Am I wrong or crazy?

Well, I know quite a few people who think that anybody who enjoys cruising as much as we do must be totally crazy....

Or were they turning the wrong direction to get to NY City?

Perhaps, and perhaps the person who gave the information to the reporter got disoriented (turned around) and consequently confused port and starboard.

JTOL, there's a pretty strong northward current called the "Gulf Stream" off the coast of Florida, and the ship probably had to travel eastward a certain distance to get clear of the coast before turning northward so the navigator probably programmed a waypoint for the turn into the autopilot. The Gulf Steam would have pushed the ship to the left of the track predicted by dead reckoning between updates in the inertial navigaton system. Thus, an update from the global positioning system would have shifted the internal estimate of the ship's position to the north by a significant amount. If this occurred just as the ship was approaching the waypoint for the turn, the autopilot may well have reacted by turning sharply to starboard to reach the specified waypoint.....

So, was the listing (which they said was part of a turn), due to the kick?

The behavior is actually a "heel" (leaning during a turn) rather than a "list" (steady lean even when going straight ahead), but it is a different dynamic entirely than the "kick." The dnamic of a heel is entirely different from that of the kick, caused by the fact that the center of lateral forces in a turn is well below the center of gravity.

In fact, such a thing should not ever be allowed to be programmed into an autopilot, and should only be able to be done manually (say, if an iceberg is spotted).

That's very true. The autopilot's program should have a constraint on the maximum permitted rudder angle as a function of the speed of the vessel.

Norm.
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Old July 21st, 2006, 09:37 AM
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jim130,

You are completeky wrong. If the ship were turning to port it would heel in that same direction. It works exactly the same as a bicycle>

Well, you are half right -- it does work the same as a bicycle. In a turn, a bicycle naturally would flip to the outside of a turn for the reasons that I explained in my reply to Paul. The rider must lean toward the inside of the turn to counter this tendency.

Norm.
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Old July 21st, 2006, 11:18 AM
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My theory is that the Bermuda Triangle caused the abrupt turn. This is not entirely out of the realm of possibility.
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Old July 21st, 2006, 11:49 AM
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Thanks for the in-depth explanation, Rev.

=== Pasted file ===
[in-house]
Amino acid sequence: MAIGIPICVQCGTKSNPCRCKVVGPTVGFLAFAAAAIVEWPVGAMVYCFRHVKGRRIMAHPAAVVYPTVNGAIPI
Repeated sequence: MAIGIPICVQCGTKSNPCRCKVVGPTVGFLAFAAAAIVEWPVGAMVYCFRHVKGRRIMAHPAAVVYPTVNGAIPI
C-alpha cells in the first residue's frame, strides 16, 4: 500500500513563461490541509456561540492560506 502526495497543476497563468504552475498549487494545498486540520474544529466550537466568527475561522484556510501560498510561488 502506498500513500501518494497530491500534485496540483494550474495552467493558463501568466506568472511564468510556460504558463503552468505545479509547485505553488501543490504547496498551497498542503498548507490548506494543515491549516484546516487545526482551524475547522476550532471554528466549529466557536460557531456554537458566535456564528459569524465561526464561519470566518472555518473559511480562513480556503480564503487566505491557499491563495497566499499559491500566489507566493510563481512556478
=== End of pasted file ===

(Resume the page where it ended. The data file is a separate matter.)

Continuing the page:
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Old July 21st, 2006, 02:07 PM
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Quote:
Originally Posted by Rev22:17
jim130,

You are completeky wrong. If the ship were turning to port it would heel in that same direction. It works exactly the same as a bicycle>

Well, you are half right -- it does work the same as a bicycle. In a turn, a bicycle naturally would flip to the outside of a turn for the reasons that I explained in my reply to Paul. The rider must lean toward the inside of the turn to counter this tendency.

Norm.
Very lengthly explanation but you are still completely WRONG. The ship heels over into the direction that it is turning. If it is turning to port it will heel (lean) (list) to port.
Jim.
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Old July 21st, 2006, 04:14 PM
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No, norm is right, a boat with an outboard motor will do that, i guess because of hull design, but a large ship at high speed will heel out, away from the turn. Basic physics. With centrifugal force, how could it be otherwise? If you've ever seen films of Navy ships doing high speed turns you have seen this happen. Get a string and put a weight on the end. Then spin around several times. the weight moves away from your body, not toward it. Same thing.
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Old July 21st, 2006, 05:25 PM
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Jim, Rev and richstacy are right, you might want to think over your theory again. You are talking apples and oranges here.

P.S. Norm, when are you going to tell us how to build that watch?
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Old July 21st, 2006, 06:34 PM
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On Monday I will know the exact reason the ship malfunctioned!
How will I know this you ask
I have a room booked at a Holiday Inn Express this weekend. We are staying 2 nights just to make sure we get the correct answer.
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Old July 21st, 2006, 09:44 PM